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Math Help - limits

  1. #1
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    limits and continuity

    1. Show lim Θ/sinΘ=1
    Θ->0

    (Hint: show sinΘcosΘ <Θ<tanΘ)

    I have no idea to do this problem, other than use the squeeze theorem, but i still dont know what to do. any help would be greatly appreciated.
    Last edited by johntuan; October 4th 2008 at 06:45 AM.
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  2. #2
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    here is a link to the classical geometric approach in determining this limit ...

    http://www.csun.edu/~ac53971/courses/math350/xtra_sine.pdf
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  3. #3
    Senior Member bkarpuz's Avatar
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    Quote Originally Posted by johntuan View Post
    1. Show lim Θ/sinΘ=1
    Θ->0

    (Hint: show sinΘcosΘ <Θ<tanΘ)

    I have no idea to do this problem, other than use the squeeze theorem, but i still dont know what to do. any help would be greatly appreciated.
    I will show my own proof for this.
    Proof.
    First draw a unit circle, and put a equilateral n-polygon in it.
    Then from the center of the circle, draw lines to the corners of the polygon.
    We see that the center angle 2\pi is divided to n, thus all the triangles have \frac{2\pi}{n} as the vertex of the isosceles triangle, and each triangles have the area \frac{1}{2}\sin\bigg(\frac{2\pi}{n}\bigg).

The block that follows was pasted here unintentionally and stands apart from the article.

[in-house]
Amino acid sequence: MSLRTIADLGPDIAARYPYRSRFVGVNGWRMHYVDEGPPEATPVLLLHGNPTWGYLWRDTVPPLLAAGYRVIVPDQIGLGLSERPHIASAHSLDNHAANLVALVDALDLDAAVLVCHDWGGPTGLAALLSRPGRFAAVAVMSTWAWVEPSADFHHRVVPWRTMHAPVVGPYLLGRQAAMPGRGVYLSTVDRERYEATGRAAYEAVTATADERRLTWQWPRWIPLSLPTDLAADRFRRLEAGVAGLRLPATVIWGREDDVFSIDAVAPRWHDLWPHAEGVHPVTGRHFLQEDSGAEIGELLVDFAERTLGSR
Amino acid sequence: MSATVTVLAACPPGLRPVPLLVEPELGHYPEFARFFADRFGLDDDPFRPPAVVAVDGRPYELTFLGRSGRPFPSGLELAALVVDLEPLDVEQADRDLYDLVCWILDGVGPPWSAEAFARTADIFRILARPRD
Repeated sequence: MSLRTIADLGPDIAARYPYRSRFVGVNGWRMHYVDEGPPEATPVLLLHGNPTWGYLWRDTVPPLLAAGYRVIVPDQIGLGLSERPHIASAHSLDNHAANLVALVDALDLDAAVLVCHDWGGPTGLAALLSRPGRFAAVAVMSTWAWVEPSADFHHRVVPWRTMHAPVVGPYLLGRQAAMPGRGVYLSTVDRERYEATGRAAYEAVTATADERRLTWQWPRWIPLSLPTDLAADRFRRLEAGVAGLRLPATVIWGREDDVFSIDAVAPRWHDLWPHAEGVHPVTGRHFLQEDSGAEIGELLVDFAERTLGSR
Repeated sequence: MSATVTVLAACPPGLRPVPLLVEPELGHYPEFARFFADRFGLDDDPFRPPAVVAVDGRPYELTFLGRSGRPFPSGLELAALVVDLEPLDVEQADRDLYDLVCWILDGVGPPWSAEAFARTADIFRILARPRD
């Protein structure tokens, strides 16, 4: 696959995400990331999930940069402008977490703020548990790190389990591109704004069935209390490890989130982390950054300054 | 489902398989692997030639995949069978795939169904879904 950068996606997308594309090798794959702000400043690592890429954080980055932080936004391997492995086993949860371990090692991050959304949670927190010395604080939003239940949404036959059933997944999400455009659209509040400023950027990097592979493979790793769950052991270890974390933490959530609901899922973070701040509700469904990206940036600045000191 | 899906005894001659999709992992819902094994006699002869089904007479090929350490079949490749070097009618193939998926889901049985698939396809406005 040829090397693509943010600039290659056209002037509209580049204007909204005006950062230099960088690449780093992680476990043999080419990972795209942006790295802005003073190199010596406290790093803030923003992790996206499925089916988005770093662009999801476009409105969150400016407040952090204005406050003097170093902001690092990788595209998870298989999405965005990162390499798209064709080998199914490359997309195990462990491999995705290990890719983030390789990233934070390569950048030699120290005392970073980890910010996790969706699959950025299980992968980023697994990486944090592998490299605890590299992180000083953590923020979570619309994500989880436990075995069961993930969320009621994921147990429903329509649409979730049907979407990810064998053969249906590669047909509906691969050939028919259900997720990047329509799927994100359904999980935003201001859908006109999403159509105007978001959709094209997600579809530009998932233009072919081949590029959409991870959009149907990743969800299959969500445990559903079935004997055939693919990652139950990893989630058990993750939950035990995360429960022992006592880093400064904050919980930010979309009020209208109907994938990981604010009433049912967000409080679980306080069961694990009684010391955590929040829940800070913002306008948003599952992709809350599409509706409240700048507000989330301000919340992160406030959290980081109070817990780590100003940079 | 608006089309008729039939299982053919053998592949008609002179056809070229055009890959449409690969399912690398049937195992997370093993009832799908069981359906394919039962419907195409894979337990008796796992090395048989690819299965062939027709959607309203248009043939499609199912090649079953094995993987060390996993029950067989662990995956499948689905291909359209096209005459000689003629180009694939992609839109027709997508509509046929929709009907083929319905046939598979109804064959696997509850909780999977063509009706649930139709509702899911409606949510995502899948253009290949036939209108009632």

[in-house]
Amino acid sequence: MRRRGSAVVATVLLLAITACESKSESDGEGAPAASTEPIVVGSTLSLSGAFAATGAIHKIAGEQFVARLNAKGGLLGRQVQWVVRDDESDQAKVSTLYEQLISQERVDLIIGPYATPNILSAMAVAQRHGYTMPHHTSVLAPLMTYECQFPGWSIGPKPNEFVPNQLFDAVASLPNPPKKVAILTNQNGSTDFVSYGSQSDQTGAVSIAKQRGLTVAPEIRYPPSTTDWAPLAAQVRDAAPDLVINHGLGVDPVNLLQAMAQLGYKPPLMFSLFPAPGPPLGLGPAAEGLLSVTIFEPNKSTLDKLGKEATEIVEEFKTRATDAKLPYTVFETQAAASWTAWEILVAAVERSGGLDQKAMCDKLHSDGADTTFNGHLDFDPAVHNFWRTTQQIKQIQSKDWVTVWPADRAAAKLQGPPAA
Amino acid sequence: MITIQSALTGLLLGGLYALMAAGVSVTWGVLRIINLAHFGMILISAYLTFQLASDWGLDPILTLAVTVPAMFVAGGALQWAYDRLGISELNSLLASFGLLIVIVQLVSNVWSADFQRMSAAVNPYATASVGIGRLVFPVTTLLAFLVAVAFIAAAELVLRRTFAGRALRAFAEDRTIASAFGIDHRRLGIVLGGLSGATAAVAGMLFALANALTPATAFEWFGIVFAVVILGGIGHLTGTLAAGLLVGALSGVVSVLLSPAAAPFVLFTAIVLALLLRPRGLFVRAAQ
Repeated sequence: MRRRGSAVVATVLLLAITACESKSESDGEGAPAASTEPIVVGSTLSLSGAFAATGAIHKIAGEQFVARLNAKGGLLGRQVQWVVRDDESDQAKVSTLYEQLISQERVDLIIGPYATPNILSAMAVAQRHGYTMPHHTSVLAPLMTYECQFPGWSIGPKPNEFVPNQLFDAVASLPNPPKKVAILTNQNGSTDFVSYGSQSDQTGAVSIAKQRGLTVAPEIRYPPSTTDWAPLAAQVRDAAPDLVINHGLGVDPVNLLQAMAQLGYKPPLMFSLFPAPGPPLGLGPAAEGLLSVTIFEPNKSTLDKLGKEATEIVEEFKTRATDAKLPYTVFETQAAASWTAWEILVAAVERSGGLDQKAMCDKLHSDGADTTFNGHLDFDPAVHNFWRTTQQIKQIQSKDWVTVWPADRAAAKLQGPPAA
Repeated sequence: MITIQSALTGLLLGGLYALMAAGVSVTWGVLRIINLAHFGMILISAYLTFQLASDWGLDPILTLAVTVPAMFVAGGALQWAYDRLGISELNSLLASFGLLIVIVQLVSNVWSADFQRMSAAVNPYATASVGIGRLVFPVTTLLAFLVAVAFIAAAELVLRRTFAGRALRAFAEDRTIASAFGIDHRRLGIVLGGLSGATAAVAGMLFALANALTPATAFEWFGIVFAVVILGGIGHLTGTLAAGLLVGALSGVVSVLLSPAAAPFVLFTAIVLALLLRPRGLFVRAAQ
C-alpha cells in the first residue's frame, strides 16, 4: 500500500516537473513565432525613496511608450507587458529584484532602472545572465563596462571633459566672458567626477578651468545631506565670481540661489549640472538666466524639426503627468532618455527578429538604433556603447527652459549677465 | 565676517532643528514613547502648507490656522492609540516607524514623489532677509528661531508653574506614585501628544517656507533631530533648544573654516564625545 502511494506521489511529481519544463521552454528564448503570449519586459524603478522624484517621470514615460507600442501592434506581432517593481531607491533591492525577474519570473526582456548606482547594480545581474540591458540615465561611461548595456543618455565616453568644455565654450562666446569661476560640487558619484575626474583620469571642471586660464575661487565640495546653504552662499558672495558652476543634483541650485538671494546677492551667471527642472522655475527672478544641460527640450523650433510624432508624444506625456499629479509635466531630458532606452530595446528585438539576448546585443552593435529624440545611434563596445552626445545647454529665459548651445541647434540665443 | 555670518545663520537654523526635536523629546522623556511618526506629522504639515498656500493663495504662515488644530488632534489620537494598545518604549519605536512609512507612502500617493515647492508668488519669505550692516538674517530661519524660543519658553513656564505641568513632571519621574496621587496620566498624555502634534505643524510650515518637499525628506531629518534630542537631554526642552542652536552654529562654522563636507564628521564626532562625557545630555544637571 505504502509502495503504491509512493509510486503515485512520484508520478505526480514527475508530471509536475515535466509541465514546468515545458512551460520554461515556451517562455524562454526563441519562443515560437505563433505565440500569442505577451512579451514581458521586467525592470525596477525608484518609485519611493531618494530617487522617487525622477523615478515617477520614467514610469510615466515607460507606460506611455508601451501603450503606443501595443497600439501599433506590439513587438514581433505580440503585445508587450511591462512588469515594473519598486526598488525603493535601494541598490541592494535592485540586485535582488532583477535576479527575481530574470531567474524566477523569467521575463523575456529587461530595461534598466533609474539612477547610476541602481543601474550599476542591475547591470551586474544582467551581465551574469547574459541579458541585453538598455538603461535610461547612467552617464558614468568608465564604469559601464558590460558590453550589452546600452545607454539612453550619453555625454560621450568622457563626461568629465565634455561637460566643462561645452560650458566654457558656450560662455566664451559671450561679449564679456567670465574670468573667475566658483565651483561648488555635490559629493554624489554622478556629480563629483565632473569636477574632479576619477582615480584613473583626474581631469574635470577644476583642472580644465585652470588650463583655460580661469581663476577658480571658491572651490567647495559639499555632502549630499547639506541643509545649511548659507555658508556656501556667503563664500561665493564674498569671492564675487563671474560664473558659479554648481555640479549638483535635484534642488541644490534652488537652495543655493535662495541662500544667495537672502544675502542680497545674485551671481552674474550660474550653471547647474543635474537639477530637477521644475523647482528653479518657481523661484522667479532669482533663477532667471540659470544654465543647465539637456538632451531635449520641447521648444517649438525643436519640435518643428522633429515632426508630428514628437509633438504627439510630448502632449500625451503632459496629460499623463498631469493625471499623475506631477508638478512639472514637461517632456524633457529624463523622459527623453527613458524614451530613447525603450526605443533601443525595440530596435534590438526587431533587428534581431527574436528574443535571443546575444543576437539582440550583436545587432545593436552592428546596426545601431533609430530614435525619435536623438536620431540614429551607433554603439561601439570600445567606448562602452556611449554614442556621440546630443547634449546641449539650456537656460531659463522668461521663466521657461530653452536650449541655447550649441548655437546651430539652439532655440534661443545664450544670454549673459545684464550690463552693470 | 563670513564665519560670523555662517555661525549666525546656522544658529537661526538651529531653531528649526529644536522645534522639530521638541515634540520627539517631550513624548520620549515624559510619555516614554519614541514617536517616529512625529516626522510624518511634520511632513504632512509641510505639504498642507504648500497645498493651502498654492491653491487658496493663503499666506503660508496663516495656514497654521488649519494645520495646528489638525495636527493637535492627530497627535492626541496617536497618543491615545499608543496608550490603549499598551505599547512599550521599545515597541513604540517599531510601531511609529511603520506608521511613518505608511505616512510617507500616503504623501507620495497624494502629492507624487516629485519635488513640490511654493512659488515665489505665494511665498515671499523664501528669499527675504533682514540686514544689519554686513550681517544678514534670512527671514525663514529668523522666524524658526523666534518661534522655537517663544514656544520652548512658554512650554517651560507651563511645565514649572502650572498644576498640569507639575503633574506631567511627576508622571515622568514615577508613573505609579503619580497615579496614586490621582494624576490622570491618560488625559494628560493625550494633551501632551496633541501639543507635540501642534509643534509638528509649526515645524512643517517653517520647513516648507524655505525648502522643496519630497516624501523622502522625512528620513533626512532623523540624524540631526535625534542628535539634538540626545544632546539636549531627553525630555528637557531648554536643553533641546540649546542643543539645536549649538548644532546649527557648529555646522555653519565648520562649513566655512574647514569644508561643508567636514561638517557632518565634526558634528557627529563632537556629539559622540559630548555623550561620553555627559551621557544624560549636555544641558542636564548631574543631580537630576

Hence the sum of the areas of the triangles is A(n):=\frac{n}{2}\sin\bigg(\frac{2\pi}{n}\bigg).
    We can see that letting n tend to infinity A(n) tends to the are a of the circle \pi.
    That is
    \lim\limits_{n\to\infty}A(n)=\pi
    or equivalently
    \lim\limits_{n\to\infty}\frac{n}{2\pi}\sin\bigg(\f  rac{2\pi}{n}\bigg)=1.
    Substitute m=\frac{2\pi}{n}, then we see that m\to0 as n\to\infty, which yields
    \lim\limits_{m\to0}\frac{\sin(m)}{m}=1. \rule{0.3cm}{0.3cm}
    I hope this is helpful.
    Note. Here, m travels through rational numbers and since \lim means accumulation, we may think that m travels through reals since it is the closure of rational numbers.
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